Epigenetics: how our genes and experiences make us who we areMental health · Apr 13, 2021
Mental illnesses are caused by biological risk factors (like genetics and hormones), psychological factors (like coping skills and temperament) and social factors (like financial and relationship issues, both of which may be heightened during the COVID-19 pandemic). No single risk factor is responsible for the onset of a mental illness; several risk factors often come together to create a cumulative risk.
One example of cumulative risk is when our unique genetic profile is influenced by our environment, which is referred to as epigenetics. In order to really understand epigenetics, it’s necessary to have some background information about what genes are and how they work.
The basics of DNA and epigenetics
Humans are made with built-in instructions books called deoxyribonucleic acid, or DNA, which is found in the nucleus of every cell in your body. Your DNA contains your genetic code, which provides the instructions necessary for life, including how we grow, develop and reproduce.
I think of DNA as being like a piano keyboard. Every person has their own unique keyboard (except identical twins – they have identical keyboards). Each key on your keyboard represents a section of DNA, known as a gene. Genes hold the information needed for cells to differentiate into unique types: when specific genes are turned on (expressed) or turned off (suppressed), they direct what a cell will become.
DNA is surprisingly simple – it’s made up of just four chemicals. Genes are short sequences of those four chemicals, which direct a cell to produce a specific protein (like insulin), determine our physical traits (like eye colour) and direct cells to differentiate, for instance, becoming heart muscle cells, brain cells or liver cells.
If our DNA is like a piano keyboard, the way the keys are played (the way genes are expressed) makes you who you are. Some keys are not played at all and others are always played. Some are played softly, while others are played loudly. If, when and how your genes are expressed ultimately makes you the unique individual you are.
Think of it as “the music of you.”
DNA doesn’t change, but gene expression does
While DNA can’t be changed, how our genes are expressed does change at different times during our growth and development – thus we change our tune throughout our life. The process underlying this is called epigenetics, which is the science of gene expression. It involves the interaction between nature (the genes you inherit from your parents) and nurture (your life experiences). How your genes are expressed depends on the type of genes you inherit from your parents, your developmental stage (puberty, pregnancy or menopause, for example) and your environment.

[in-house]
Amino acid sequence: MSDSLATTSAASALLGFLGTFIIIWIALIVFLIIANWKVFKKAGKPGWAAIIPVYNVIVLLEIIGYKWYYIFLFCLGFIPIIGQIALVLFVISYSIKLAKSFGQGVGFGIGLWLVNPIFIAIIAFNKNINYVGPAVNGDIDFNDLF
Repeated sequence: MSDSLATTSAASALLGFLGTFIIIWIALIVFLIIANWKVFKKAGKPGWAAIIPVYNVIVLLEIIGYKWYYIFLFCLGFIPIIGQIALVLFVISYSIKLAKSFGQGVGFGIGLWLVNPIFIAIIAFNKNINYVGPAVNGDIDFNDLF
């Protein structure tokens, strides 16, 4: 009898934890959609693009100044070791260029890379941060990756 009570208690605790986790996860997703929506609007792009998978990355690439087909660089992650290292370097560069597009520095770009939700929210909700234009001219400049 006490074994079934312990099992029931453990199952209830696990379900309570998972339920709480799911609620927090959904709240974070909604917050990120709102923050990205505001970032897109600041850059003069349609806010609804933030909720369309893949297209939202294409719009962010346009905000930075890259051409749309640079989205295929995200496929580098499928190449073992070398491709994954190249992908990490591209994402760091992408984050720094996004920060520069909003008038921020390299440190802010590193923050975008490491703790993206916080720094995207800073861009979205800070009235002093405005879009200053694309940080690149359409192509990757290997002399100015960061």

Epigenetics and mental illness
Epigenetic changes can be part of normal development – or associated with illness. The changes that occur during puberty are a good example of a normal epigenetic cascade. At puberty, some genes are expressed and others are suppressed, causing males and females to develop different “secondary” sexual characteristics (for example, women develop breasts and men develop deeper voices). Of course, this is a very complicated process involving hormones and other brain chemicals, but it’s all laid out in our instruction booklet – our DNA – and the genes that our DNA is comprised of.
We now know that our inherited genetic code can be influenced by life events (referred to as our environment), which can alter how our genes are expressed. For instance, the timing of puberty and menopause is influenced by inherited biological factors as well as by our environment. Some toxins and infectious diseases are now known to cause epigenetic changes. For instance, we know that toxins found in cigarette smoke are associated with many types of cancer by triggering the expression of cancer-causing genes or suppressing genes that protect against cancer.
Research on schizophrenia provides other examples of gene-environmental interactions that may trigger the development of the illness. Examples of environmental triggers that can provoke epigenetic changes, potentially contributing to the development of schizophrenia, include infections during pregnancy, abnormal bowel flora (microorganisms that live in the gut) and smoking cannabis thatcontains high-potency THC., These, and likely other environmental exposures, are of greatest concern to vulnerable individuals, like those who have a family history of serious mental illness. Those families likely have specific genes in their DNA that heightens their risk for a mental illness and, with exposure to a provocative environmental agent, a gene that promotes schizophrenia or another mental illness might be activated, resulting in the onset of symptoms.
To learn more about your family history’s role in your physical or mental health, consider booking a Preventive Health Assessment.
 Smith, A., Kaufman, F., Sandy, M.S. et al. Cannabis Exposure During Critical Windows of Development: Epigenetic and Molecular Pathways Implicated in Neuropsychiatric Disease. Curr Envir Health Rpt 7, 325–342 (2020).
 Khavari, B.; Cairns, M.J. Epigenomic Dysregulation in Schizophrenia: In Search of Disease Etiology and Biomarkers. Cells 2020, 9, 1837.